The Syrian ambassador to Russia, Riyad Haddad, also told the Interfax news agency that the reports were false.
“The Syrian forces have never used, do not use and will not use chemical weapons even if they had them,” Mr. Haddad said. “All reports on this topic are aimed at repeating the Iraqi scenario in Syria, where there were allegedly weapons of mass destruction.”
Argentina, which currently holds the rotating presidency of the United Nations Security Council, called an urgent meeting for later Wednesday over the reports. But it was far from clear whether any action would be taken by the council, which has been riven by discord over Syria since the conflict there began.
An activist reached via Skype in Erbeen said the attack began at 2 a.m., when rockets struck surrounding areas. He and his colleagues rushed to evacuate the wounded, and they had to break down doors of homes to get them out.
“I saw many children lying on beds as if they were sleeping, but unfortunately they were dead,” said the activist, who gave his name as Abu Yassin. He added that he believed that the number of dead was in the hundreds.
“We thought this regime would not use chemical weapons, at least these days with the presence of the U.N. inspectors,” he said. “It is reckless. The regime is saying, ‘I don’t care.’”
Another activist, who gave only his first name, Mohammed, said he was in Zamalka when the rockets landed. He said he was helping to evacuate the wounded when his eyes started burning, his vision went blurry and he felt dizzy. He said the dead and wounded were taken to hospitals in a number of nearby districts, making it hard for family members to find them. In Zamalka, many of the dead were laid out in front of a mosque, where someone called over the loudspeakers for residents to come and identify their relatives.
The Syrian Observatory for Human Rights said dozens of people were killed in the attacks. The exile opposition Syrian National Council put the number of those killed at 1,300. Verifying any death toll was difficult, given that independent news organizations have little or no direct access to most of the country.
Louay Mekdad, a media coordinator for the military wing of the opposition Syrian National Council, said the attack showed that Mr. Assad no longer feared being held accountable by world powers. “Bashar al-Assad doesn’t care any longer about red lines since he has already exceeded too many of them while the world has showed no reaction,” Mr. Mekdad said. “This means the alleged lines never existed.”
He said opposition leaders had asked members of the United Nations team to visit the attack sites but they had said they were waiting for permission from the government.
He called on the United Nations Security Council and international powers to “live up to their moral and historic responsibility” to protect civilians in Syria. “If the international community doesn’t move now, when it is going to move?” he asked.
At a televised news conference, George Sabra, a leader in the coalition, accused the international community of complicity in the killings by not intervening to protect Syrians.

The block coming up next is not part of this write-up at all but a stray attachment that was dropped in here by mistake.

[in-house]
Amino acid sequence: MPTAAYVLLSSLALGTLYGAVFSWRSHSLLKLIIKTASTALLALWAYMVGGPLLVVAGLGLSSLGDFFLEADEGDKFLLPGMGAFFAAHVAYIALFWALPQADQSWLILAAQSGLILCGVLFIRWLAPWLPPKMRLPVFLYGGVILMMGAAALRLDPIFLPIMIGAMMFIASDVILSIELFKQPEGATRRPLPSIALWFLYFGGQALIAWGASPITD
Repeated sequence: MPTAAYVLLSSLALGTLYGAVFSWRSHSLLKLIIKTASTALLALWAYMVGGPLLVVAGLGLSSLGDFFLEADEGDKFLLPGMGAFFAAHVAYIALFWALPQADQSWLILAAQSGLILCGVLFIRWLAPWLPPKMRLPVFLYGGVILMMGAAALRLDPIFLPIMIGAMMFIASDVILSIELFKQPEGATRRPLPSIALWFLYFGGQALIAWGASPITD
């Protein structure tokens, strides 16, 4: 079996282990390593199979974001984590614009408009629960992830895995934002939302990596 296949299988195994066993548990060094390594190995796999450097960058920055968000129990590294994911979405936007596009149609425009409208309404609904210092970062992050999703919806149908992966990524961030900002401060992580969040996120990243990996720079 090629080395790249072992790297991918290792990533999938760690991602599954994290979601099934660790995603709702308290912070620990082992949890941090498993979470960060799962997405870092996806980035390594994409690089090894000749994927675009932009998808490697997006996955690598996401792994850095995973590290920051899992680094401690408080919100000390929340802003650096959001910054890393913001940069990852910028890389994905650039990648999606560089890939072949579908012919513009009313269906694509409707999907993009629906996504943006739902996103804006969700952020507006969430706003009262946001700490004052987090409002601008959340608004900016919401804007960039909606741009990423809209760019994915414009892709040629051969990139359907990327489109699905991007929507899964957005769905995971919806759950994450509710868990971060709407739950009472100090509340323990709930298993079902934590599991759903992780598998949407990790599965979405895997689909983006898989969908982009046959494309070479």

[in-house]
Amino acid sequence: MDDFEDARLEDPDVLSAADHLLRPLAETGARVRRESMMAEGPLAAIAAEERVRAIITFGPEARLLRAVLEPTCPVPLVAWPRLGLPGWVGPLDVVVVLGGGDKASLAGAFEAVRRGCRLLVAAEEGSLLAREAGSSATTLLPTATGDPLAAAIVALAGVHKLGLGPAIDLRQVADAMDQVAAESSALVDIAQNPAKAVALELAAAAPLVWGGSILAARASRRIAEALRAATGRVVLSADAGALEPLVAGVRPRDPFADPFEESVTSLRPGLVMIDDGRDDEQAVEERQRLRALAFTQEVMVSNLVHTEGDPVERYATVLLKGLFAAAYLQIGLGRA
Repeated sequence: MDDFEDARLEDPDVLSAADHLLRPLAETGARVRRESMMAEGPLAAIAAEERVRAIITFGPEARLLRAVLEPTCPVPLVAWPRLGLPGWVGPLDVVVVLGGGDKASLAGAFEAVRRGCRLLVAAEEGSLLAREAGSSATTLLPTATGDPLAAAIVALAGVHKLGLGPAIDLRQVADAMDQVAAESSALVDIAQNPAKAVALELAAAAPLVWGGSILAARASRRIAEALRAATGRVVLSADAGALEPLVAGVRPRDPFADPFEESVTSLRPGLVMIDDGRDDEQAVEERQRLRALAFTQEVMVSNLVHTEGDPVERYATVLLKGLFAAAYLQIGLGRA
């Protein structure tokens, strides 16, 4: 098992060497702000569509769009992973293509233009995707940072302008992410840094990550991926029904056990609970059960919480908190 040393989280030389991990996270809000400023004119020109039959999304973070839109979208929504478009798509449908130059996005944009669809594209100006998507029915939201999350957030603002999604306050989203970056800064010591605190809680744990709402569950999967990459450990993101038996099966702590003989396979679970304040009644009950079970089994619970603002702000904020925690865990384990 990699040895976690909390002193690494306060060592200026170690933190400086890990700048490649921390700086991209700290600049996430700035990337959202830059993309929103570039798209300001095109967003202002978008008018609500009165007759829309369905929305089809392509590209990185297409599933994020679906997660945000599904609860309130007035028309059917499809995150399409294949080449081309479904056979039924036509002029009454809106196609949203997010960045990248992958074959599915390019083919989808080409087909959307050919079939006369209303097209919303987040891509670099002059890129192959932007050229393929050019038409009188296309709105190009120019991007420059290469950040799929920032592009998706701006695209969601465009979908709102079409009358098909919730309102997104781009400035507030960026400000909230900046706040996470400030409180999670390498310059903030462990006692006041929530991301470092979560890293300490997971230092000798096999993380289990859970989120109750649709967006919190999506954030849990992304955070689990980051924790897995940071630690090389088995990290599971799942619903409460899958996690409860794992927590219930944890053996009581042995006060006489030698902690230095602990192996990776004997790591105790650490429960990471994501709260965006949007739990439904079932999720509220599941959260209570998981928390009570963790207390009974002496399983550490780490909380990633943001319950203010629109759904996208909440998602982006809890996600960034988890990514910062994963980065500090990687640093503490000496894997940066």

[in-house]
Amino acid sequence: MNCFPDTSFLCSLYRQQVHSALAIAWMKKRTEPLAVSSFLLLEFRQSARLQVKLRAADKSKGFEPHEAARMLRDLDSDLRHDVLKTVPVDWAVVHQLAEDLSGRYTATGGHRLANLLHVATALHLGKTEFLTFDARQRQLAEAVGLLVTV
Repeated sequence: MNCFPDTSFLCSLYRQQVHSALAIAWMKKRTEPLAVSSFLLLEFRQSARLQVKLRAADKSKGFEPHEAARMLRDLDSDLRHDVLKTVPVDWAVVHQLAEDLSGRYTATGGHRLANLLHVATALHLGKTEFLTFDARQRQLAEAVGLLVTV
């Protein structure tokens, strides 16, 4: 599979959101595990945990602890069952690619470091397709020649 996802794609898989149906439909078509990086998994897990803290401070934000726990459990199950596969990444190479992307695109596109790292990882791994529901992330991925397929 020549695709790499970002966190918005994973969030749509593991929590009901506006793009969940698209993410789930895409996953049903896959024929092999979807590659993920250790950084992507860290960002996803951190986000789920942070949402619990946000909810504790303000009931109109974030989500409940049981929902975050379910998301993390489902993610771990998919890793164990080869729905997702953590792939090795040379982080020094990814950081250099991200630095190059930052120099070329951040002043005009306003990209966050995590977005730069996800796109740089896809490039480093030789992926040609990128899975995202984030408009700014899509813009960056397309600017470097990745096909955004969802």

“American resistance is killing us,” he said at a televised news conference in Istanbul. “The silence of our friends is killing us. The betrayal of the international community is killing us. The disinterest of the Arabs and the Muslims is killing us. The hypocrisy of the world that we considered free is killing us and killing us and killing us.”
He called for increased international support for the opposition and for the rebels fighting to topple Mr. Assad.
The reported attack came nearly exactly one year after President Obama declared the use of chemical weapons a “red line” that could lead to a stronger American response. American officials in June said they believed that Mr. Assad’s forces had used chemical weapons “on a small scale” several times in the last year, but that did not lead to a substantive change to American involvement in the conflict. Russia, which has strongly backed Mr. Assad, last month accused rebel fighters of using the weapons in Khan al-Assal.
The British foreign secretary, William Hague, said in a statement that he was “deeply concerned by reports that hundreds of people, including children, have been killed in airstrikes and a chemical weapons attack on rebel-held areas near Damascus.”
“These reports are uncorroborated and we are urgently seeking more information. But it is clear that if they are verified, it would mark a shocking escalation in the use of chemical weapons in Syria,” he said, urging the Syrian government to allow the United Nations team currently in Syria “immediate access” to the location of the claimed attacks.
A spokesman for the French Foreign Ministry condemned the “murderous attacks attributed to the Syrian regime in the region of Damascus” in a statement but declined to confirm reports that those attacks involved the use of chemical weapons. The spokesman, Vincent Floreani, said France had called for an inquiry into the allegations and Foreign Minister Laurent Fabius would speak further on the situation later Wednesday.
A spokeswoman for the European Union’s top foreign policy official, Catherine Ashton, said the bloc was looking into the reports. The spokeswoman, Maja Kocijancic, added that the union did not have the facilities to verify the use of chemical weapons but that it had repeatedly deplored the humanitarian situation in Syria and urged a political solution. The European Union has also backed the work of the United Nations.